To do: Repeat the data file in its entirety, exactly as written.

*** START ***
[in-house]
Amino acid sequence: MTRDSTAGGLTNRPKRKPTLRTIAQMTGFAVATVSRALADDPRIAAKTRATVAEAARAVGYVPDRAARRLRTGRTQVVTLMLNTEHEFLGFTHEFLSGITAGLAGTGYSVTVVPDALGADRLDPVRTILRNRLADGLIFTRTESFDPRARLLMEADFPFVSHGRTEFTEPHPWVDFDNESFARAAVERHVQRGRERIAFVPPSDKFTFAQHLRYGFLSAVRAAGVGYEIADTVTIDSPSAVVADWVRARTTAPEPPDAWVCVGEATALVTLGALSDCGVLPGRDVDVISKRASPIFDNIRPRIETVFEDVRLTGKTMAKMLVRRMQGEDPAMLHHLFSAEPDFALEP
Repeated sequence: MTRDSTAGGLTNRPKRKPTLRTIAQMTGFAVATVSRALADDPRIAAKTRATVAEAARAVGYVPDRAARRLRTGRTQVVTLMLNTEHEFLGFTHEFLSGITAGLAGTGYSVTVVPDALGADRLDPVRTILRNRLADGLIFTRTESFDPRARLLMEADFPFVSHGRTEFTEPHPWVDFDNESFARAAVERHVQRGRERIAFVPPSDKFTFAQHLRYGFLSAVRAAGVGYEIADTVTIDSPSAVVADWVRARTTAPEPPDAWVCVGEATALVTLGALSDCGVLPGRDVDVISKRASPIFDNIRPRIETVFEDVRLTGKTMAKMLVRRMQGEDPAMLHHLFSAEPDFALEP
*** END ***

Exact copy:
[in-house]
Amino acid sequence: MTRDSTAGGLTNRPKRKPTLRTIAQMTGFAVATVSRALADDPRIAAKTRATVAEAARAVGYVPDRAARRLRTGRTQVVTLMLNTEHEFLGFTHEFLSGITAGLAGTGYSVTVVPDALGADRLDPVRTILRNRLADGLIFTRTESFDPRARLLMEADFPFVSHGRTEFTEPHPWVDFDNESFARAAVERHVQRGRERIAFVPPSDKFTFAQHLRYGFLSAVRAAGVGYEIADTVTIDSPSAVVADWVRARTTAPEPPDAWVCVGEATALVTLGALSDCGVLPGRDVDVISKRASPIFDNIRPRIETVFEDVRLTGKTMAKMLVRRMQGEDPAMLHHLFSAEPDFALEP
Repeated sequence: MTRDSTAGGLTNRPKRKPTLRTIAQMTGFAVATVSRALADDPRIAAKTRATVAEAARAVGYVPDRAARRLRTGRTQVVTLMLNTEHEFLGFTHEFLSGITAGLAGTGYSVTVVPDALGADRLDPVRTILRNRLADGLIFTRTESFDPRARLLMEADFPFVSHGRTEFTEPHPWVDFDNESFARAAVERHVQRGRERIAFVPPSDKFTFAQHLRYGFLSAVRAAGVGYEIADTVTIDSPSAVVADWVRARTTAPEPPDAWVCVGEATALVTLGALSDCGVLPGRDVDVISKRASPIFDNIRPRIETVFEDVRLTGKTMAKMLVRRMQGEDPAMLHHLFSAEPDFALEP